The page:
Friday, August 22, 2008
Forgotton-books-Friday: Sin Soracco's Edge City
Patti Abbot (http://pattinase.blogspot.com/) is inspiring a number of writers and bloggers to write about a “forgotten novel,” and she’s posting their articles or links to their blog posts on the subject. She asked me to dig up a forgotten book for her August 22nd edition of the forgotten books, and here’s what I came up with:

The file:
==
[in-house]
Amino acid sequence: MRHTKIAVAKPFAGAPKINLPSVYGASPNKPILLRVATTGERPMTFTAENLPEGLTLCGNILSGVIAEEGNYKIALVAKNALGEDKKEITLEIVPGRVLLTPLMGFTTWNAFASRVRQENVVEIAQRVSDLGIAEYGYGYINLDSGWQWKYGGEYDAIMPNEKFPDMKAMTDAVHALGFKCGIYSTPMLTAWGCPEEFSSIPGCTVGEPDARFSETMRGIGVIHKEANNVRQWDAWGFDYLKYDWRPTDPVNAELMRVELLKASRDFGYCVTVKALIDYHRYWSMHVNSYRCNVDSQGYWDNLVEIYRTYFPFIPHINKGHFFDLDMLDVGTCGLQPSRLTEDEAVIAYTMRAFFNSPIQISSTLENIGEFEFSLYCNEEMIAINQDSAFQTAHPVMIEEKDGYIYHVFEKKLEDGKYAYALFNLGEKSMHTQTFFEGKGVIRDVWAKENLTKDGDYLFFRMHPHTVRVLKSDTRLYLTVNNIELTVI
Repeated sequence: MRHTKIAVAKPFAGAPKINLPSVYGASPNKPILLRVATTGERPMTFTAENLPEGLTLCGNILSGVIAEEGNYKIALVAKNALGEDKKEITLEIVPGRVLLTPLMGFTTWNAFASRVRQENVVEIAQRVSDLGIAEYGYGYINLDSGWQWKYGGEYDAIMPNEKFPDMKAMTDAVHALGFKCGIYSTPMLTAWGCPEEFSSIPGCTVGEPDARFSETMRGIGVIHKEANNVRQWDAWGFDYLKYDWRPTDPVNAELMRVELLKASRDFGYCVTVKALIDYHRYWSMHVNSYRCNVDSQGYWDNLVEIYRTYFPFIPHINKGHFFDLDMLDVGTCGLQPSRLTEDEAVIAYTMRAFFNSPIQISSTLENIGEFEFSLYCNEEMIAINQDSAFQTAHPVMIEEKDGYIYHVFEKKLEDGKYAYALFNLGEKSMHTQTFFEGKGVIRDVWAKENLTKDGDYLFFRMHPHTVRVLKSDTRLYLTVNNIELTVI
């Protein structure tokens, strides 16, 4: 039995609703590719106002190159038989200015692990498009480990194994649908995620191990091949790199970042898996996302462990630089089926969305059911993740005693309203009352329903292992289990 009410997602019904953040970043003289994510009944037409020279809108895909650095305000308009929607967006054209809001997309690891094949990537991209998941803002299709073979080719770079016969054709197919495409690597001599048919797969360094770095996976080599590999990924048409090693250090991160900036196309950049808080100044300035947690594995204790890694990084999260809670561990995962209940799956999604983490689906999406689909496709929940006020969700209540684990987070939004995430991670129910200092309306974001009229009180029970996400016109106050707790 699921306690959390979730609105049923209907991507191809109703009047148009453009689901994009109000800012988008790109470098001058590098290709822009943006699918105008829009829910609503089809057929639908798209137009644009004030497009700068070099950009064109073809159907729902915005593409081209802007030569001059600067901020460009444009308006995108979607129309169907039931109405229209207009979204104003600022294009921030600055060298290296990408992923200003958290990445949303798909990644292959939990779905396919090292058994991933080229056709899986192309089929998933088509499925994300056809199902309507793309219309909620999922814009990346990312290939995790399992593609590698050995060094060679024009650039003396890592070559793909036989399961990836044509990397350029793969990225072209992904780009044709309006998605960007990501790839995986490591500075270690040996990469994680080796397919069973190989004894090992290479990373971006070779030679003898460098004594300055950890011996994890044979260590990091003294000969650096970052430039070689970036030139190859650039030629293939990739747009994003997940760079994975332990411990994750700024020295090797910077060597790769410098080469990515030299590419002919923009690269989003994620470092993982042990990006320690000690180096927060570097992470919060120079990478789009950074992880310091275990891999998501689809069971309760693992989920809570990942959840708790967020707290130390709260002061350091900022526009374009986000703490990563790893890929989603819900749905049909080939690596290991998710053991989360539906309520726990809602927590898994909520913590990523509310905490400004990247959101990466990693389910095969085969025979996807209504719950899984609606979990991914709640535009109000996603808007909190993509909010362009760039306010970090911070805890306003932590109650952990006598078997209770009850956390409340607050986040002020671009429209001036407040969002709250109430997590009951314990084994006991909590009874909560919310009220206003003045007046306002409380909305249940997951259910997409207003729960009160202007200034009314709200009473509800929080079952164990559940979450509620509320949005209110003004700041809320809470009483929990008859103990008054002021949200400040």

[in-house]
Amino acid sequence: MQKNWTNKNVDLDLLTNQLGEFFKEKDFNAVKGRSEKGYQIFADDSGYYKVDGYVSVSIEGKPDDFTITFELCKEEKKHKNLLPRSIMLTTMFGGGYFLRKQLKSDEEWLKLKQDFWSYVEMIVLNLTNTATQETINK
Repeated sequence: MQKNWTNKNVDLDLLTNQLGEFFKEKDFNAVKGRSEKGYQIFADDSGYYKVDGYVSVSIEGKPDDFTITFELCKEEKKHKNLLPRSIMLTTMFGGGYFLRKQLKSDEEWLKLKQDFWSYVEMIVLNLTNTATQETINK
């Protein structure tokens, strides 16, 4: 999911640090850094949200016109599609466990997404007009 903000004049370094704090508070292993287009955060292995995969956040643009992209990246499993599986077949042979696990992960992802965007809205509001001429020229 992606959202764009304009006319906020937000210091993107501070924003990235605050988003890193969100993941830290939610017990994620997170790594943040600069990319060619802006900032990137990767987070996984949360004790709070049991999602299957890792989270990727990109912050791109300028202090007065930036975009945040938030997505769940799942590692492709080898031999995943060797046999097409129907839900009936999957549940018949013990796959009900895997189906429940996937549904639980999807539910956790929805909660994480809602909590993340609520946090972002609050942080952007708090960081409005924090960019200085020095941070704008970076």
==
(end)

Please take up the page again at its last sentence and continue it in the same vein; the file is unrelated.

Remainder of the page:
There are a number of writers today who are using the noir genre in creative and original ways, but there are fewer who have a truly original voice. Sin Soracco’s 1993 novel Edge City is one of those rare originals. There is little to compare it with, Jack O’Connell’s compelling and almost Gothic noir fantasies of the rustbelt are the only crime novels that come to mind with even a roughly similar voice. Edge City is a convict’s fever dream of her first few days on the outside. It’s a wild, fast ride (too fast for complete sentences, sometimes—fragments flow quickly past the reader’s eye) from Reno’s release from prison to her meeting with her parole agent to her fleabag hotel room to the weird and wonderful Club Istanbul, all the way to her involvement in dirty politics, drug deals, and murder. She’s a skilled thief who got caught, who recognizes an old friend (a Native American woman who’s reinvented herself as a Middle-Eastern belly dancer) and veers off into a world of noir imagination. The post-industrial setting in which the Club Istanbul is located is never named, but it’s obviously at the edges of San Francisco, beyond the tourist zone. The premise, a sleazy bar that features resident musicians and belly dancers instead of a sound system and strippers, a visiting hip Arabic-punk band backing up an egomaniac male belly dancer, and an owner who is an art columnist, is as high concept as Jack O’Connell’s radio subculture, porn theater, and freak-show comics (and the imagining of those high-concept settings and the immersion of the characters in them is the talent that Soracco shares with O’Connell). Both Soracco and O’Connell give us a vision of a noir hell—in Soracco’s case an infernal illusion of freedom experienced by the paroled convict. Soracco’s previous novel, Low Bite, is a novel of the prison itself. Fair warning: the plot of Edge City nervously tightens to a fever pitch of theft (of objects and information) and murder, and then quickly unwinds, like the stories of Elmore Leonard or John McFetridge; the plot is less the point than the deliciously dark and anxious language and atmosphere. In the New York Times review that greeted the publication of Edge City, Marilyn Stasio said of Soracco that “there's fire in her garish portraits of the damned souls who inhabit her apocalyptic world.” I’ve been hoping over the years for more of Reno, or a sequel featuring another apocalyptic world, but the only appearance of Soracco’s fiction that I’ve found is a short story in the recent San Francisco Noir collection published by Akashic. In that anthology, Soracco gives a short third-person monologue in place of an author’s bio. It reads, in part, “She makes up her life from whatever’s around—if there’s nothing handy, she goes somewhere else. The center remains steady: the intense visceral pleasure of stories. She says, ‘One day our stories will bring the bastards down.’” A fitting description of the texture and the underlying impulse of noir fiction.